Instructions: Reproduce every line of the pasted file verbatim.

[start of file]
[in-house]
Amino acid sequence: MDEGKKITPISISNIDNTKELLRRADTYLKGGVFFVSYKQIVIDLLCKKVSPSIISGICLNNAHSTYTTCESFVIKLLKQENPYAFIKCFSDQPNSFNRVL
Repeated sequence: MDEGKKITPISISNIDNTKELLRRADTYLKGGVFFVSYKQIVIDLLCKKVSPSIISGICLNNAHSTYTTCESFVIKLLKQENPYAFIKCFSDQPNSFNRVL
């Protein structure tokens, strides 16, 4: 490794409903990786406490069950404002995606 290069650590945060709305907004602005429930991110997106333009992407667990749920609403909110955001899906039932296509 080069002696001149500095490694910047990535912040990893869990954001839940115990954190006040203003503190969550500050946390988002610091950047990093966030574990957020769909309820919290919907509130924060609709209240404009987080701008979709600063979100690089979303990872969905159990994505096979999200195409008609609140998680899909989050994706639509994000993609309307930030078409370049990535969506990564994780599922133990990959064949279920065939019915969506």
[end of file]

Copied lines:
[in-house]
Amino acid sequence: MDEGKKITPISISNIDNTKELLRRADTYLKGGVFFVSYKQIVIDLLCKKVSPSIISGICLNNAHSTYTTCESFVIKLLKQENPYAFIKCFSDQPNSFNRVL
Repeated sequence: MDEGKKITPISISNIDNTKELLRRADTYLKGGVFFVSYKQIVIDLLCKKVSPSIISGICLNNAHSTYTTCESFVIKLLKQENPYAFIKCFSDQPNSFNRVL
């Protein structure tokens, strides 16, 4: 490794409903990786406490069950404002995606 290069650590945060709305907004602005429930991110997106333009992407667990749920609403909110955001899906039932296509 080069002696001149500095490694910047990535912040990893869990954001839940115990954190006040203003503190969550500050946390988002610091950047990093966030574990957020769909309820919290919907509130924060609709209240404009987080701008979709600063979100690089979303990872969905159990994505096979999200195409008609609140998680899909989050994706639509994000993609309307930030078409370049990535969506990564994780599922133990990959064949279920065939019915969506």